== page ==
Tax reform is becoming a very binary event for the USD

Is tax reform necessary to support the USA economy? In the short term, it is not clear that it is.  The economy is on a strong footing, and this may sustain rising interest rates and stronger USD over the coming year.

However, come the mid-terms in November 2018, if tax reform fails to materialize, the political and social instability may descend further into chaos with very uncertain consequences that threaten economic and geopolitical stability.  While political uncertainty may be a distraction for the financial markets now, it could turn out to be debilitating by Q3 next year.

It is this possibility that continues to weigh on the USD.  The hope lies in the very importance of tax reform for the Republican Party.  Success on Tax reform would probably help lift economic confidence.


Trump is drawing political support from the strong economy

While Trump’s overall approval rating is relatively low, he scored well on management of the economy.  He is often praised by some pundits for reducing regulation.  And some think that this is responsible for stronger economic growth and buoyant financial markets.  Whether or not this is true, Trump is drawing political support from economic growth and a strong equity market.

If Trump and the Republicans can deliver tax reform in time for the November mid-terms, the sooner the better for them, it may help further boost the economy and will offer the Republicans a big legislative win to take to the elections.  This would allow them to sustain their majority in both Houses of Congress and help sustain stability in the country, albeit still with simmering divisions.  The outcome would probably be a stronger USD.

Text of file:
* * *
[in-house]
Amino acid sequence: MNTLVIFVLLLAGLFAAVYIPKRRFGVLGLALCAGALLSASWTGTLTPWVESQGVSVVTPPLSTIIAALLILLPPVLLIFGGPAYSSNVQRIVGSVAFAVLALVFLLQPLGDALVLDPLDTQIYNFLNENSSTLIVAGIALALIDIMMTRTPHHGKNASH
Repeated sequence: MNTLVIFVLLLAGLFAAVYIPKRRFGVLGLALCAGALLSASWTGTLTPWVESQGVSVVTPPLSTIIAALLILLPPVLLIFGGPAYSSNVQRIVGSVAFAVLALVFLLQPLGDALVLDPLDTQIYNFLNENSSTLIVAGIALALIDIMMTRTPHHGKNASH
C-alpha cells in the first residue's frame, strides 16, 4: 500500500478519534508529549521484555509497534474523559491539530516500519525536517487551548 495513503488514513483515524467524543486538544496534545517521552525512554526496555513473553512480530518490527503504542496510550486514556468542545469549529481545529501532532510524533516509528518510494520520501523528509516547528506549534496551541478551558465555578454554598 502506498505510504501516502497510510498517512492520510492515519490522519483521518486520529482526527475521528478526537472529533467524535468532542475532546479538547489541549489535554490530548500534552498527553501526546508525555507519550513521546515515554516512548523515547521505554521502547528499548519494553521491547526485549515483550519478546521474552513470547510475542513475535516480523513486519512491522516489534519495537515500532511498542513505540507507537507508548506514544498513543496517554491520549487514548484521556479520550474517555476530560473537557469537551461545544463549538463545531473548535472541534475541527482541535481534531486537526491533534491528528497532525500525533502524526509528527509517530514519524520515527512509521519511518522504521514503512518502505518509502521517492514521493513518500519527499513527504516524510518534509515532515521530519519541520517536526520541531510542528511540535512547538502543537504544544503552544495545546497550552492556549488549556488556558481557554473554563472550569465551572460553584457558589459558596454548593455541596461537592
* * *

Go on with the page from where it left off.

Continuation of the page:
Without tax reform division may swamp the USA

If Trump and the Republicans fail to agree on tax reform and passage gets stalled in Congress, then all the other divisive political distractions may rise to swamp the party.  We already know that Trump reverts to blame and distraction when faced with setbacks, and as the mid-terms loom larger this may tear up the fabric of the Republican Party.

It may veer off into an Alt-right direction that undermines its electoral success in the mid-terms.  Democrats may gain control of one or both Houses, and a lame duck Trump could be very dangerous; one can only imagine how far he would go in whipping up Alt-right support or escalating tensions with foreign powers to drive his narrative of success.

It feels like there is something very binary for the USD and global financial stability attached to Tax reform.


Tax Reform Timetable

At her press conference on Monday, Press Secretary Sanders began by laying out an ambitious timetable for tax reform, before opening question time that was all about the Mueller investigation.

She said that the initial House bill will be introduced by the Ways and Means Committee on Wednesday.  The committee plans to mark up the bill starting on Monday.  She said that the House is likely to consider the bill in the week of 13 November.  And we want to see a House bill passed by Thanksgiving.  She said this is a very aggressive timeline, but one that will help us get a tax bill this year so that businesses and families can plan for 2018.

The market will continue to assess the progress of tax reform along this timeline, and how much the Administration and Congress can remain on task.  It is encouraging that Trump avoided taking any questions from the press on the Mueller investigation at one of his standard media event around a table of advisors and selected business leaders at the White House to promote tax reform on Tuesday.

Perhaps it will be a useful distraction from the Muller investigation and recriminations across party lines that from Friday Trump begins a 10 day trip to several strategic Asian countries.